Digital technologies have redefined traditional approaches to scholarship and Weller (2014) argues that the most significant aspect of these changes is a move toward Openness (p. 51). The impacts of Openness on Boyer’s (1990) four main characteristics of traditional scholarship include the use of Open Educational Resources (OERs) for discovery, integration, application and teaching. Academic publications from organisations such as the MacArthur Foundation such as Participatory Learning (Ray, Jackson and Cupaiuolo, 2014) and Civics participating in a Digital World (Ray, Jackson and Cupaiuolo, 2014_b) (available for free from Google Play Books) demonstrate the application of innovative, multimodal and Open digital scholarship.
It is in the area of education that digital scholarship is experiencing measureable changes (Weller, 2014, p. 51). Academic research, collaboration and publication can utilise the affordances of Web 2.0 technologies to investigate and develop theories with practical applications for constructivist pedagogies (Rheingold, 2015) that are based on the analysis of specific data (Siemens and Long, 2011). Further to this, scholars are now able to publish and share content that is peer reviewed through Open and trusted networks without the lengthy delays of traditional peer reviewed journals (Scanlon, 2014, p. 18; Seeley- Brown and Adler, 2008; Wenger, 2011, p.5).
The facilitation of information and knowledge creation by digital technologies has also resulted in a restructuring toward a democratic praxis of Openness (Winn, 2015, p. 2-3). Open scholarship has also been encouraged toward a more critical investigation of digital technologies using the large amounts of data generated to inform and guide information behaviours at all levels. Early adopters of the use of data to present information about our societies such as Gapminder’s Hans Rosling (2009), have demonstrated effective ways to enact digital scholarship.
Critical analyses of educational technology can now benefit from Open scholarship and frame pedagogical theories in globalised contexts (Selwyn, 2010). Agile approaches toward digital scholarship that employ Openness can look beyond outdated outcome based formative assessments toward a development of sustainable values and ideas (Scanlon, 2014, p. 14). In this way a shift from education practices based on industrial political economies toward more Open, collaborative and participatory global communities can also focus on the needs and wellbeing of all life- long learners (UNESCO, n.d._a; UNESCO, n.d._b.; Varghese, 2014).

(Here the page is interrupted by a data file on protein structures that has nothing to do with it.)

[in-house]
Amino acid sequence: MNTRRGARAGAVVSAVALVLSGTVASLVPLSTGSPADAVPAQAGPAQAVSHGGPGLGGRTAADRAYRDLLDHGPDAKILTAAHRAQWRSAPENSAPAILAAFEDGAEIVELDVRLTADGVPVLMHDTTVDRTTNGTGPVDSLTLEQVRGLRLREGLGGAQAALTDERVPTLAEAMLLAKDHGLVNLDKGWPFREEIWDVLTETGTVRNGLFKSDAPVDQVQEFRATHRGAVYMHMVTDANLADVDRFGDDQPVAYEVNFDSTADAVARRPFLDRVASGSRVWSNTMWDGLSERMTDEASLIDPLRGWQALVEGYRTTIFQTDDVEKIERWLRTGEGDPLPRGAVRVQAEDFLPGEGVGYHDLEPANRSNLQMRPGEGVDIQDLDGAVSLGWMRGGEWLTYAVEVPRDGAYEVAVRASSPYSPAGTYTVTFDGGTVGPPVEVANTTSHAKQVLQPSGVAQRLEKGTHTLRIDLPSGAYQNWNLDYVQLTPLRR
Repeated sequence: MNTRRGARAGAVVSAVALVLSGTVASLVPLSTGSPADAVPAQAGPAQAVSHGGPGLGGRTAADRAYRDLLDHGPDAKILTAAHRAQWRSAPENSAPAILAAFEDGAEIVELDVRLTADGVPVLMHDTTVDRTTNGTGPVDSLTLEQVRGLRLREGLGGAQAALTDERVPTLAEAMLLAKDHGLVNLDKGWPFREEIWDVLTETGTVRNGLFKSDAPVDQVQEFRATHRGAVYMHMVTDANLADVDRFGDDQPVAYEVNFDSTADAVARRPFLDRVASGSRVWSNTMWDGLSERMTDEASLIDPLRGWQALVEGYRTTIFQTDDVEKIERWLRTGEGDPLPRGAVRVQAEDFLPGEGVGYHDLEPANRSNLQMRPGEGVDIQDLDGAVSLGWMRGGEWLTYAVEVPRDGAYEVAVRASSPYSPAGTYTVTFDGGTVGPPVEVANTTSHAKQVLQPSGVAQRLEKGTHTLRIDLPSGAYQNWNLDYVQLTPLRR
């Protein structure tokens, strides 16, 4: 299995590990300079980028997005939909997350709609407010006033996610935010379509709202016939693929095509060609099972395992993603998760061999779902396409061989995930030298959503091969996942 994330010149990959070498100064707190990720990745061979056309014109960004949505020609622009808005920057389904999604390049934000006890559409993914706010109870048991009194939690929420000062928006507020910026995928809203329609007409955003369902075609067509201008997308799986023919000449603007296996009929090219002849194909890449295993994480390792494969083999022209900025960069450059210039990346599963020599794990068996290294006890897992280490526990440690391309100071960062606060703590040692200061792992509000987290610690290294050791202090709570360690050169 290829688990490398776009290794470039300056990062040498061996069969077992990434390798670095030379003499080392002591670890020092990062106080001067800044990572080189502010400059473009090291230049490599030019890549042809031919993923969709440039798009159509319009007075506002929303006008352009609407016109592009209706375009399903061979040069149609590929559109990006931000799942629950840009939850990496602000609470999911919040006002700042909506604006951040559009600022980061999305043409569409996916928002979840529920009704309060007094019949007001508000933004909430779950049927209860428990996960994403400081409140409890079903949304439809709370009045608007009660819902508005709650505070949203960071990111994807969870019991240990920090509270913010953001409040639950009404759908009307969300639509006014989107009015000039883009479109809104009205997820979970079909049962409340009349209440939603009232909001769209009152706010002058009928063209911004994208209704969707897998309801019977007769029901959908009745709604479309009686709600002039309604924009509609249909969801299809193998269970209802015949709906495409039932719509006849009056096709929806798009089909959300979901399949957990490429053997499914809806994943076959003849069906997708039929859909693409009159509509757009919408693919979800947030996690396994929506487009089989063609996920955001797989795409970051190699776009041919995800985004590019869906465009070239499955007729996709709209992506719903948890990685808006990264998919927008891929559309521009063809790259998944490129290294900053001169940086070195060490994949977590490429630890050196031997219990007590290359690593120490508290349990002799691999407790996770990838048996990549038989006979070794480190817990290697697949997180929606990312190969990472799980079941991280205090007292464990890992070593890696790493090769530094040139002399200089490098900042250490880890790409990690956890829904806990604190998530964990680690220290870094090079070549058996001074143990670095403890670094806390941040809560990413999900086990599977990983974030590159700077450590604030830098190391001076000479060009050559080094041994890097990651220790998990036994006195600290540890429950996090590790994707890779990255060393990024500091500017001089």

The United Nations’ [UN] (2015) policy of Open access to their Human Development Reports databases provides valuable information for digital scholars to discover, integrate, apply and teach. Digital scholars can, in this way, utilise the affordances of Web 2.0 technologies to communicate their knowledge and skills across disciplines (Greenhow, Robelia and Hughes, 2009_a, p. 252) by framing their publications in cross- disciplinary contexts with a detailed critical analysis of global data. The Open nature of UN data reports is an exciting development for digital scholars seeking to investigate and agitate for change toward educational equity in our ‘flattened’ global environment (Friedman, 2006).
Agile responses to technological change by digital scholars need to include a strategic focus on nurturing dispositions of curiosity and Openness among learners (Seely Brown, cited in: genconnectofficial, 2014; Greenhow, Robelia and Hughes, 2009_a, p. 249 & 252). Corneli et. al., (n.d.) and Rheingold (2015) demonstrate the application of curious and Open dispositions in their Peeragogy trans- media project called 5PH1NX (See Image 1). An evaluation of such Peeragogical approaches toward scholarship need to consider the heuristic measurements of well-being in learners to maintain sustainable approaches toward their happiness (Lyubomirsky, Sheldon and Schkade, 2005; Mendelsohn, 2008).
Structured approaches to the identification and measurement of the heuristic development of cognitive skills (Lyubomirsky, Sheldon and Schkade, 2005) is a critical aspect of educational leadership that seeks to utilise the affordances of Open scholarship resources (Greenhow, Robelia and Hughes, 2009_a, p. 248). Digital scholarship can provide detailed information to guide educational policy leadership in these areas by using Open source technologies and education informatics (Garg and Shukla, 2015). Ethical approaches to the use of Open resources and data may provide the information needed to overcome the stereotypical preconceptions that lead to cognitive bias (Davidson and Goldberg, 2009, p. 24).
Hans Rosling’s TED Talk The best stats you’ve ever seen (TED2006, 2006) demonstrates the power of Open data to provide clarity that is urgently needed in the field of educational informatics. A combination of such detailed data with reflective practices used in Positive Psychology (Lyubomirsky, Sheldon and Schkade, 2005) about the use of educational technologies (Scanlon, 2014, p. 20) may provide further opportunities to explore the future consciousness of excitement, adventure and change in digital scholarship (Tynan and Lee, 2009). Teaching and learning in digital environments can utilise the affordances of Web 2.0 to move beyond industrial, capitalist, political paradigms and their arguably outdated learning outcomes to connect with agile and vibrant learning communities that are in the early process of creating positive change (Rosling and Rosling, 2014).
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